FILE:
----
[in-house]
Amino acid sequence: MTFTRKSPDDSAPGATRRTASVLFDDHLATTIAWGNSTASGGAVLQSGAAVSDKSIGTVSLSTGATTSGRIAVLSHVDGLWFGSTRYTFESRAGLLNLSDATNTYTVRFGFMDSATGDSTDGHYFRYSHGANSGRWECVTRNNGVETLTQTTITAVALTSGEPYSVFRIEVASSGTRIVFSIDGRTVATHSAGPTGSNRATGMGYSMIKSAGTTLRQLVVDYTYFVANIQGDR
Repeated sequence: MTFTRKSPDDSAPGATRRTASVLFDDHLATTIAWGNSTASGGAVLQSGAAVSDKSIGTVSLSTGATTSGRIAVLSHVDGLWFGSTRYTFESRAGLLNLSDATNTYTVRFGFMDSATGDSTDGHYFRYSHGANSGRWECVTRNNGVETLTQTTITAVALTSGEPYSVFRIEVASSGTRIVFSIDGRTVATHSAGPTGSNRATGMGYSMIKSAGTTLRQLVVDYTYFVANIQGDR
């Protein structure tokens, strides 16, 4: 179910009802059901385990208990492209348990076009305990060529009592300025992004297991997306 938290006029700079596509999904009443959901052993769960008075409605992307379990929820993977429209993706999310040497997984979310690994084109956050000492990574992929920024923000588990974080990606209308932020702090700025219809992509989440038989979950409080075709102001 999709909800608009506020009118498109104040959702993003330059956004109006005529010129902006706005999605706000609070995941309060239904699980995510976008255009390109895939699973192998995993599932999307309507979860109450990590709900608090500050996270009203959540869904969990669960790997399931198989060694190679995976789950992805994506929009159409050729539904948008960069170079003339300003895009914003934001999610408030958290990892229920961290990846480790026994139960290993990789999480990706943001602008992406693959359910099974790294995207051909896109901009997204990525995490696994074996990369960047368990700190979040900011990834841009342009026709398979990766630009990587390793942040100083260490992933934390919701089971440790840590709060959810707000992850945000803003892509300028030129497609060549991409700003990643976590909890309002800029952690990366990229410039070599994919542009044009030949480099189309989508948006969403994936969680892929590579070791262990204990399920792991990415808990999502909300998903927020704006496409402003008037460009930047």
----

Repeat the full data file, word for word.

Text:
[in-house]
Amino acid sequence: MTFTRKSPDDSAPGATRRTASVLFDDHLATTIAWGNSTASGGAVLQSGAAVSDKSIGTVSLSTGATTSGRIAVLSHVDGLWFGSTRYTFESRAGLLNLSDATNTYTVRFGFMDSATGDSTDGHYFRYSHGANSGRWECVTRNNGVETLTQTTITAVALTSGEPYSVFRIEVASSGTRIVFSIDGRTVATHSAGPTGSNRATGMGYSMIKSAGTTLRQLVVDYTYFVANIQGDR
Repeated sequence: MTFTRKSPDDSAPGATRRTASVLFDDHLATTIAWGNSTASGGAVLQSGAAVSDKSIGTVSLSTGATTSGRIAVLSHVDGLWFGSTRYTFESRAGLLNLSDATNTYTVRFGFMDSATGDSTDGHYFRYSHGANSGRWECVTRNNGVETLTQTTITAVALTSGEPYSVFRIEVASSGTRIVFSIDGRTVATHSAGPTGSNRATGMGYSMIKSAGTTLRQLVVDYTYFVANIQGDR
């Protein structure tokens, strides 16, 4: 179910009802059901385990208990492209348990076009305990060529009592300025992004297991997306 938290006029700079596509999904009443959901052993769960008075409605992307379990929820993977429209993706999310040497997984979310690994084109956050000492990574992929920024923000588990974080990606209308932020702090700025219809992509989440038989979950409080075709102001 999709909800608009506020009118498109104040959702993003330059956004109006005529010129902006706005999605706000609070995941309060239904699980995510976008255009390109895939699973192998995993599932999307309507979860109450990590709900608090500050996270009203959540869904969990669960790997399931198989060694190679995976789950992805994506929009159409050729539904948008960069170079003339300003895009914003934001999610408030958290990892229920961290990846480790026994139960290993990789999480990706943001602008992406693959359910099974790294995207051909896109901009997204990525995490696994074996990369960047368990700190979040900011990834841009342009026709398979990766630009990587390793942040100083260490992933934390919701089971440790840590709060959810707000992850945000803003892509300028030129497609060549991409700003990643976590909890309002800029952690990366990229410039070599994919542009044009030949480099189309989508948006969403994936969680892929590579070791262990204990399920792991990415808990999502909300998903927020704006496409402003008037460009930047």